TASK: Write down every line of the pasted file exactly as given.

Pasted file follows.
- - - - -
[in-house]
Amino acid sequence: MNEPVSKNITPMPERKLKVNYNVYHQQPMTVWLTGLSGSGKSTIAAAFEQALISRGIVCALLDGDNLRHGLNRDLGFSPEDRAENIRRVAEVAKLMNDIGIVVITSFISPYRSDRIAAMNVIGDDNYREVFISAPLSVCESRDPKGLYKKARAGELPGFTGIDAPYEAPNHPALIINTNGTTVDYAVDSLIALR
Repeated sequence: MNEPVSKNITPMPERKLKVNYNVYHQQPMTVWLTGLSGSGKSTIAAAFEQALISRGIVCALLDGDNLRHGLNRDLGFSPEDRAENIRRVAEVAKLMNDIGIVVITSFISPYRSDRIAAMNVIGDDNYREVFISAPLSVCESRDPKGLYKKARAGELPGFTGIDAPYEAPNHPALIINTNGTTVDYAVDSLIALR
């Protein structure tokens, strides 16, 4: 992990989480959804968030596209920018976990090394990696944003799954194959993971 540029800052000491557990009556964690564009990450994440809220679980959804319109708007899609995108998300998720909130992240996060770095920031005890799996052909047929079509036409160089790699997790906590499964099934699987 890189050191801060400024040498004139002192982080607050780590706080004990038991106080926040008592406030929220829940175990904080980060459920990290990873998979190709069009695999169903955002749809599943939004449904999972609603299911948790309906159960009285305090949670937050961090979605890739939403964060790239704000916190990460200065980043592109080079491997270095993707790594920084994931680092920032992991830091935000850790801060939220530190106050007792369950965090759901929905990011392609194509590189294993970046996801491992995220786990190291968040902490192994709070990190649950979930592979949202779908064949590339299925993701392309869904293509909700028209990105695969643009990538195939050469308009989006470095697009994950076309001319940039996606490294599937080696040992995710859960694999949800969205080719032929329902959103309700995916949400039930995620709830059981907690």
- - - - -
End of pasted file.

[in-house]
Amino acid sequence: MNEPVSKNITPMPERKLKVNYNVYHQQPMTVWLTGLSGSGKSTIAAAFEQALISRGIVCALLDGDNLRHGLNRDLGFSPEDRAENIRRVAEVAKLMNDIGIVVITSFISPYRSDRIAAMNVIGDDNYREVFISAPLSVCESRDPKGLYKKARAGELPGFTGIDAPYEAPNHPALIINTNGTTVDYAVDSLIALR
Repeated sequence: MNEPVSKNITPMPERKLKVNYNVYHQQPMTVWLTGLSGSGKSTIAAAFEQALISRGIVCALLDGDNLRHGLNRDLGFSPEDRAENIRRVAEVAKLMNDIGIVVITSFISPYRSDRIAAMNVIGDDNYREVFISAPLSVCESRDPKGLYKKARAGELPGFTGIDAPYEAPNHPALIINTNGTTVDYAVDSLIALR
């Protein structure tokens, strides 16, 4: 992990989480959804968030596209920018976990090394990696944003799954194959993971 540029800052000491557990009556964690564009990450994440809220679980959804319109708007899609995108998300998720909130992240996060770095920031005890799996052909047929079509036409160089790699997790906590499964099934699987 890189050191801060400024040498004139002192982080607050780590706080004990038991106080926040008592406030929220829940175990904080980060459920990290990873998979190709069009695999169903955002749809599943939004449904999972609603299911948790309906159960009285305090949670937050961090979605890739939403964060790239704000916190990460200065980043592109080079491997270095993707790594920084994931680092920032992991830091935000850790801060939220530190106050007792369950965090759901929905990011392609194509590189294993970046996801491992995220786990190291968040902490192994709070990190649950979930592979949202779908064949590339299925993701392309869904293509909700028209990105695969643009990538195939050469308009989006470095697009994950076309001319940039996606490294599937080696040992995710859960694999949800969205080719032929329902959103309700995916949400039930995620709830059981907690």